and this half of the mistake is rectified; and This is all Marian required. She would Romney gives a letter from Lady Walde- fain have her own consciousness of innocence mar to Aurora, in which that lady repudi- ratified by such proof from the man she ates the charge of having sent Marian " to a most revered ; but sorrow has driven love wicked house in France." She explains that from her heart; she cannot re-awaken in her. Marian's conductor was an old servant who self an interest for any but her child; she had lived “five months” in her house, and gratefully but firmly refuses to marry Romhad money for the voyage to Australia, the ney, who believing his love to Aurora unreembezzlement of which had probably tempt- turned, is taking his leave, when on her ed her to stop short on the way. Having alluding again to the stars, he tells her of finished the letter, which related also how all his blindness, and relates how the illness was broken off between Romney and its which produced it, was caused by an assault writer, Aurora exclaims,

from Marian Erle's father, whom Romney

had endeavoured to save from justice, at the "Ah, not married !

time of the riots at Leigh Hall: he then You mistake,' he said, again says farewell, but is stopped by Auro*I'm married,—Is not Marian Erle my wife?

ra, who confesses her love to him : and so As God sees things, I have a wife and child ; And I, as I'm a man who honours God,

the story ends-considerably to the vexation, Am here to claim them as my wife and child.' we should think, of those readers, who may

be such thorough-going haters of “ conven“ I felt it hard to breathe, much less to speak. tions” as to wish to have had Romney actuNor word of mine was needed. Some one else ally married to Marian Earle. Was there for answering. 'Romney,' she be- The command of imagery shown by Mrs. gan,

Browning, in this poem, is really surprising, My great good angel, Romney." Then at first

even in this day when every poetaster seems I knew that Marian Erle was beautiful.

to be endowed with a more or less startling She stood there still and pallid as a saint,

amount of that power; but Mrs. Browning Dilated like a saint in ecstacy,

seldom goes out of her way for an image, as As if the floating moonshine interposed nearly all our other versifiers are in the habit Betwixt her foot and the earth, and raised her of doing continually. There is a vital conup,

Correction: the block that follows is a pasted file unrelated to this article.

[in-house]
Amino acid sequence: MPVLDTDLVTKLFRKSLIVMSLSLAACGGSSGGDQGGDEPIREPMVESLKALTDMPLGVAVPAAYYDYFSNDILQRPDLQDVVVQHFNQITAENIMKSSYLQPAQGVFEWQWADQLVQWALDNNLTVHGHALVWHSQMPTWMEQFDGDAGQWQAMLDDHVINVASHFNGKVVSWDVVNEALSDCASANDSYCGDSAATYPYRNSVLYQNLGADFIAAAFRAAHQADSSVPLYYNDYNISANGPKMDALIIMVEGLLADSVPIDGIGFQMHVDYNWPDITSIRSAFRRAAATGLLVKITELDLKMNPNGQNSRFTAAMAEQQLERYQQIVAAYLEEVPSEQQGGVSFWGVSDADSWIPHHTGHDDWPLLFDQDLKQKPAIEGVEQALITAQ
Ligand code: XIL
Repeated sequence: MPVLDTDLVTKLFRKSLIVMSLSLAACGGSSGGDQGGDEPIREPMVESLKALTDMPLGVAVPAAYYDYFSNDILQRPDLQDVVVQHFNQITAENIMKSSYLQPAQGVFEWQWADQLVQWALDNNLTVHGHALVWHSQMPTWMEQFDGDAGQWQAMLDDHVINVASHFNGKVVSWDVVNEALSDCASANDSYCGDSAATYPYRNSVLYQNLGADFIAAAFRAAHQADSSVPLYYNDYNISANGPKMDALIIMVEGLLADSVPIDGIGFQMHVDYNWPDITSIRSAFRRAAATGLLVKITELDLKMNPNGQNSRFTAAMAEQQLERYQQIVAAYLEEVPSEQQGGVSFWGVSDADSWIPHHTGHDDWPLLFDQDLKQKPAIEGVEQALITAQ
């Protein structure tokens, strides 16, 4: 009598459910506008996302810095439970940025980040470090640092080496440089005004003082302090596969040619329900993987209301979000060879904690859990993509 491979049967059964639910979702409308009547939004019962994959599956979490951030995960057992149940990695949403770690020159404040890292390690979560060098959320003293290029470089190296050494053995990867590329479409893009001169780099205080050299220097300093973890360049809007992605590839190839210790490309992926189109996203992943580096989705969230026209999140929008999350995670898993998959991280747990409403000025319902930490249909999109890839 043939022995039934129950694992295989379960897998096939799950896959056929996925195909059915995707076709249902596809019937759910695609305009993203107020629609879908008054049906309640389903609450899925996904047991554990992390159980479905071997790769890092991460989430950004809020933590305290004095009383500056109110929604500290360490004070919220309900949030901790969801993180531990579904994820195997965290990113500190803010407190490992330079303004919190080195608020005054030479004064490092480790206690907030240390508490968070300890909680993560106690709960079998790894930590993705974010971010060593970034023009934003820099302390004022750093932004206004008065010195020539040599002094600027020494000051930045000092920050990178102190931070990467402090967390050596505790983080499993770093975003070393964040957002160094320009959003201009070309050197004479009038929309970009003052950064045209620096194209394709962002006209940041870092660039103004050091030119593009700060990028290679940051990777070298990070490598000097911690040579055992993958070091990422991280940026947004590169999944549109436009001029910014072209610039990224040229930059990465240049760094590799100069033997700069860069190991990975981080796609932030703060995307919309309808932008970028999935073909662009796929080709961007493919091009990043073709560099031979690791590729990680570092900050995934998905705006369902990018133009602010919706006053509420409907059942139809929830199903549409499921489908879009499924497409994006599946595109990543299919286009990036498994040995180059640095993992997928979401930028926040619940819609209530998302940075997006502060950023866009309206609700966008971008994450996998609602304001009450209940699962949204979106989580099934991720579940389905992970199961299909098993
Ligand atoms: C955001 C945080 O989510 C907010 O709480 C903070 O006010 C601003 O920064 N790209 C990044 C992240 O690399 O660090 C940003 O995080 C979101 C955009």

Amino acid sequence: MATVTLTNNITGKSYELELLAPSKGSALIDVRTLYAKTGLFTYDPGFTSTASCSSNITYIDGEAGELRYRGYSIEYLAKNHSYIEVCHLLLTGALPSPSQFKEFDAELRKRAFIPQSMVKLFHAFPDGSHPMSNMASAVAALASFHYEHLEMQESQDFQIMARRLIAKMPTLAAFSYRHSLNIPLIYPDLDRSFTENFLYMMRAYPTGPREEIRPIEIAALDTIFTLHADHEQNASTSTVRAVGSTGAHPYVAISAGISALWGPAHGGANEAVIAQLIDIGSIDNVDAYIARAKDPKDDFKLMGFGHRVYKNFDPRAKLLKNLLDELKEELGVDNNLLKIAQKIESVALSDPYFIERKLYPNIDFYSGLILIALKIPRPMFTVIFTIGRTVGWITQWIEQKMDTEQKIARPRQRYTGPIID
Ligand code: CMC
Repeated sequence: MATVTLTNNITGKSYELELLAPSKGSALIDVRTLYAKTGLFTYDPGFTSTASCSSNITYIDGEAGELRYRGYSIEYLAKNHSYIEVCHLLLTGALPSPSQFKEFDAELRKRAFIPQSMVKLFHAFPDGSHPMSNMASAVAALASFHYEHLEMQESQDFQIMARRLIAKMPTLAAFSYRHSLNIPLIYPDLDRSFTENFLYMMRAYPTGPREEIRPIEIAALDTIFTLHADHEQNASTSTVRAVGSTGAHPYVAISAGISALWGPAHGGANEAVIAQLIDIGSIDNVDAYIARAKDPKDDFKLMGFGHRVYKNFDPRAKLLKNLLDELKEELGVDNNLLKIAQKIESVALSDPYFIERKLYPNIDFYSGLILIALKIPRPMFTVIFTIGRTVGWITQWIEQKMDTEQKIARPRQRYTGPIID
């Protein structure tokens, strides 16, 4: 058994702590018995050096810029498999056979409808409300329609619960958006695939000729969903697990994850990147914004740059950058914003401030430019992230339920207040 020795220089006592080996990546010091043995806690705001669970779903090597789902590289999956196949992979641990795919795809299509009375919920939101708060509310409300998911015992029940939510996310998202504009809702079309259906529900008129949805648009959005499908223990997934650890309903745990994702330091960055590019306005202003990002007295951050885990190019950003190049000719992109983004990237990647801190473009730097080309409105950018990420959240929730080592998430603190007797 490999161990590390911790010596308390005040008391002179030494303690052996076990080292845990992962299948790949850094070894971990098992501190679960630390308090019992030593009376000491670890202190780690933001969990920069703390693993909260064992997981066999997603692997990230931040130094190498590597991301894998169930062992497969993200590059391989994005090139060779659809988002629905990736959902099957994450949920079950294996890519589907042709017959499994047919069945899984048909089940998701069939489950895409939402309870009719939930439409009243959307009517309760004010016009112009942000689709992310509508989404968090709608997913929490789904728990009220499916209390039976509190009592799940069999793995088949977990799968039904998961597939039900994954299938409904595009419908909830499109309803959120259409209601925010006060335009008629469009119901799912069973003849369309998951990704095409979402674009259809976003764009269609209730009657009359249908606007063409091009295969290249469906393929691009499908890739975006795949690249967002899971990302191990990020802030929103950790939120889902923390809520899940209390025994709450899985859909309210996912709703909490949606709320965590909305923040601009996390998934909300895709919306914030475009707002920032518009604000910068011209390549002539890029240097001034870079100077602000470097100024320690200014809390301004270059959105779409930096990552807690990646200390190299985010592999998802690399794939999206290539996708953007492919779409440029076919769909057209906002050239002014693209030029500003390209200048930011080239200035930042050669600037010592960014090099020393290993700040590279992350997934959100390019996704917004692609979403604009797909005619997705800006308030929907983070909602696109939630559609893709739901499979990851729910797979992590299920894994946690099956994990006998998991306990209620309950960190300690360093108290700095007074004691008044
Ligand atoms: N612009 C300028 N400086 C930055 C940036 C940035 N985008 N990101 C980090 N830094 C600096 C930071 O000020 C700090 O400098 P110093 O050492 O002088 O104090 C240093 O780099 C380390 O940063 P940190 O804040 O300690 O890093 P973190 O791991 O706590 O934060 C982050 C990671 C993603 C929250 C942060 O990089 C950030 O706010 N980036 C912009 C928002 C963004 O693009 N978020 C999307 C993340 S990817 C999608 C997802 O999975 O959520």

tinuity, through the whole of this immensely To float upon it. I had left my child, Who sleeps,' she said, "and having drawn this long work, which is thus remarkably,

and way

most favourably distinguished from the I heard you speaking ... friend, confirm me sand-weaving of so many of her contemponow.

raries. The earnestness of the authoress is, You take this Marian, such as wicked men also, plainly, without affectation, and her enHave made her, for your honourable wife ?' thusiasm for truth and beauty, as she appre

hends them, unbounded. A work upon such The thrilling, solemn, proud, pathetic voice! a scale, and with such a scope, had it been He stretched his arms out towards the thrilling faultless, would have been the greatest work

voice, As if to draw it on to his embrace.

of the age; but unhappily there are faults, 'I take her as God made her, and as men

and very serious ones, over and above those Must fail to unmake her, for my honoured wife.' which we have already hinted. The poem

has evidently been written in a very small "She never raised her eyes nor took a step, proportion of the time which a work so very But stood there in her place and spoke again- ambitiously conceived ought to have taken. You take this Marian's child which is her The language which in passionate scenes is

shame, In sight of men and women, for your child,

simple and real, in other parts becomes very Of whom you will not ever feel ashamed ?'

turgid and unpoetical; for example :

" What if even God The thrilling, tender, proud, pathetic voice ! Were chiefly God by working out himself He stepped on toward it, still with outstretched To an individualism of the Infinite

, arms,

Eterne, intense, profuse,—still throwing up As if to quench upon his breast that voice.

The golden spray of multitudinous worlds May God so father me, as I do him, In measure to the proclive weight and rush And so forsake me as I let him feel

Of his inner nature,—the spontaneous love He's orphaned haply. Here I take the child Still proof and outflow of spontaneous life?" To share my cup, to slumber on my knee, To play his loudest gambol at my foot,

Or, in a different style, the style, unfortuTo hold my finger in the public ways, nately, of hundreds of lines :Till none shall need inquire, • Whose child is this ?'

" In those days, though, I never analyzed The gesture saying so tenderly, 'My own."" Myself even : all analysis comes late."